Man Behind Gene-Edited Babies Is Back

He Jiankui aims to study gene therapy for Duchenne muscular dystrophy in Hong Kong
By Newser Editors and Wire Services
Posted Feb 21, 2023 8:53 AM CST
Scientist of Gene-Edited Baby Infamy Eyes a Return
Chinese scientist He Jiankui speaks at a brief press conference in Beijing, Tuesday, Feb. 21, 2023.   (AP Photo/Mark Schiefelbein)

A Chinese scientist who set off an ethical debate five years ago with claims that he made the world’s first genetically edited babies said Tuesday that he hopes to research rare hereditary diseases in Hong Kong, per the AP. He Jiankui shocked the world in 2018 when he announced he had used a tool called CRISPR-cas9 to alter the embryos of twin girls in an attempt to give the babies the ability to resist AIDS. The CRISPR-cas9 tool has been tested elsewhere in adults to treat diseases, but many in the scientific community criticized his work as medically unnecessary and unethical partly because any genetic changes could be passed down to future generations.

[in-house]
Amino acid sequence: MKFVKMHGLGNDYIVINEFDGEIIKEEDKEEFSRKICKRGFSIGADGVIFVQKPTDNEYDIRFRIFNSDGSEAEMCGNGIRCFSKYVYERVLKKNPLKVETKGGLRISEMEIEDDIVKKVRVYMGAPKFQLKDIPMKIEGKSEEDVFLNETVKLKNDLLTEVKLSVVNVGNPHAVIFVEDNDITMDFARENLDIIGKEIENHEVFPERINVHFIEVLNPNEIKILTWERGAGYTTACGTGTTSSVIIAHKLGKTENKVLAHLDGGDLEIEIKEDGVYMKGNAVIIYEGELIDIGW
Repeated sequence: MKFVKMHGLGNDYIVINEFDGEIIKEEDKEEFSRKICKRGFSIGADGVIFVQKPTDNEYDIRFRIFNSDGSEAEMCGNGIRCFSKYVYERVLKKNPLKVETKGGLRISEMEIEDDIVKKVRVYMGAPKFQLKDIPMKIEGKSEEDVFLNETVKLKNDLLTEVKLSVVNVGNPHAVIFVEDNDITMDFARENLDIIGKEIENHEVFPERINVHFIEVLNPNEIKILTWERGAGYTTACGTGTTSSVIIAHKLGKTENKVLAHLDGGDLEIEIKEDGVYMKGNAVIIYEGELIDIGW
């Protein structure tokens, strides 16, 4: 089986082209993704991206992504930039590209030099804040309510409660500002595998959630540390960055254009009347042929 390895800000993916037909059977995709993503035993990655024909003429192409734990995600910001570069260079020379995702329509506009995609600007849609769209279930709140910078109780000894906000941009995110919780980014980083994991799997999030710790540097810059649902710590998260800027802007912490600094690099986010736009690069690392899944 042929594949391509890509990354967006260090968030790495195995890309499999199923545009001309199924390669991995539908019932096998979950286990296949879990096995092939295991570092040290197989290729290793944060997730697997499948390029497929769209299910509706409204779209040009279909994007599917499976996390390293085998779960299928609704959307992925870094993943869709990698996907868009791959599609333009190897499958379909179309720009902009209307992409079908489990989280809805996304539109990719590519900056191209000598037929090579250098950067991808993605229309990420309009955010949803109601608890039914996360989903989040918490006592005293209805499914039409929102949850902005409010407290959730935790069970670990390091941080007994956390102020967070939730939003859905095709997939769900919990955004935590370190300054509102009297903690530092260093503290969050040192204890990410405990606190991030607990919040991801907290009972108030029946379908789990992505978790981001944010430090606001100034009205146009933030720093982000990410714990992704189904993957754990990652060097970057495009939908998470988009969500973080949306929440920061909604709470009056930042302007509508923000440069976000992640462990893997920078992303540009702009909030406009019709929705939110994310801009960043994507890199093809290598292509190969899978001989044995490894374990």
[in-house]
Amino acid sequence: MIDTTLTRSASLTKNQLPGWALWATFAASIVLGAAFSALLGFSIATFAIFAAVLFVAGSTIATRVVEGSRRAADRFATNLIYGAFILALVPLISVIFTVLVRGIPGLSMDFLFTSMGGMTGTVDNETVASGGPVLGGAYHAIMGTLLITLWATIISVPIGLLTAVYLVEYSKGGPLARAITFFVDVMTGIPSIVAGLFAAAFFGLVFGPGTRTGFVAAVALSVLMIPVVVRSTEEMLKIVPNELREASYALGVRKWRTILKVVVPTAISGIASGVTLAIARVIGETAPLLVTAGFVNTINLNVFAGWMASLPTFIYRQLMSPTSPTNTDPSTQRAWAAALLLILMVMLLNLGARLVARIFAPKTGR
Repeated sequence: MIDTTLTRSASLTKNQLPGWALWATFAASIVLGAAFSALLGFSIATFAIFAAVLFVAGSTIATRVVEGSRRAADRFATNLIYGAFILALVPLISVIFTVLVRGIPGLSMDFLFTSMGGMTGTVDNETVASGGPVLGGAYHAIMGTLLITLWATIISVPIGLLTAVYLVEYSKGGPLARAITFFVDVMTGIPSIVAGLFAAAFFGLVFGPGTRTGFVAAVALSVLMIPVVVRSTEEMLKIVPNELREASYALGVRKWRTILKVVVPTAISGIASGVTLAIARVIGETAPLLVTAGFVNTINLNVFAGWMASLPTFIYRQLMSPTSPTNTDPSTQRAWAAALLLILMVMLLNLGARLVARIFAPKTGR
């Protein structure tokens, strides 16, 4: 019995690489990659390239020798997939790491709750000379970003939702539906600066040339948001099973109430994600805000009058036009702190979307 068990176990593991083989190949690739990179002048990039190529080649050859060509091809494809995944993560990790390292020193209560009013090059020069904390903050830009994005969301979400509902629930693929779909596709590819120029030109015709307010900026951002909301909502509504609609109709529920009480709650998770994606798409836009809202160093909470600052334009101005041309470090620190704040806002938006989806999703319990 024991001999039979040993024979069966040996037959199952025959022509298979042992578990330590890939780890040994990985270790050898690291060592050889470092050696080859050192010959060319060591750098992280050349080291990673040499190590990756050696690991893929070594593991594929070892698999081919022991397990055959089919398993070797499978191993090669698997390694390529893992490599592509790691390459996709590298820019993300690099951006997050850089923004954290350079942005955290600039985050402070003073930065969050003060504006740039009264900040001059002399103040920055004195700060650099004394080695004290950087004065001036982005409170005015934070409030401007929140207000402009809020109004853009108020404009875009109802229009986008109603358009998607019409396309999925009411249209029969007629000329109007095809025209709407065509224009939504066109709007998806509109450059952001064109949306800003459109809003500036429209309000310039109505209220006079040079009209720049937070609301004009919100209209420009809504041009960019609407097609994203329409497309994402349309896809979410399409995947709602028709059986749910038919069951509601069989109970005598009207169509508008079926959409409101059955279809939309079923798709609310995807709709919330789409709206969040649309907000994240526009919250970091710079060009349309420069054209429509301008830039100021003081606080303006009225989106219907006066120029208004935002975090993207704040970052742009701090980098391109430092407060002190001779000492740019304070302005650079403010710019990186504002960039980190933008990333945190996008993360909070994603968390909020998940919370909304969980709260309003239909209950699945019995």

Found to have edited the genes of a third baby born to a second woman, he was convicted by a mainland Chinese court in 2019 of practicing medicine without a license and sentenced to three years in prison with a fine of 3 million yuan, or $445,000. Ten months after his release, He announced in Beijing on Tuesday that he has been granted a Hong Kong visa and is in contact with universities, research institutes, and companies in the financial hub. He said he would consider working in Hong Kong if there is an appropriate opportunity, and that he plans to research gene therapy for rare hereditary diseases. "My scientific research will comply with the ethics codes and international consensus on scientific research," he said at a brief news conference.

He invited about six media organizations to the news conference but left after reading a statement for about two minutes. He did not respond to questions as he left. In a later written response, he said he plans to form an advisory committee on ethics to vet his future work and make sure the process is open and transparent. He plans to research Duchenne Muscular Dystrophy, a genetic disorder that he said often causes people to die of heart and lung failure when they are about 20 years old. No medicine can cure the disease and gene therapy may help, he said. "We hope to use AI tools to evolve the adeno-associated virus capsids to improve the efficiency of gene therapy and largely lower the costs of gene therapy so as to make it affordable for each family," he said. (More He Jiankui stories.)

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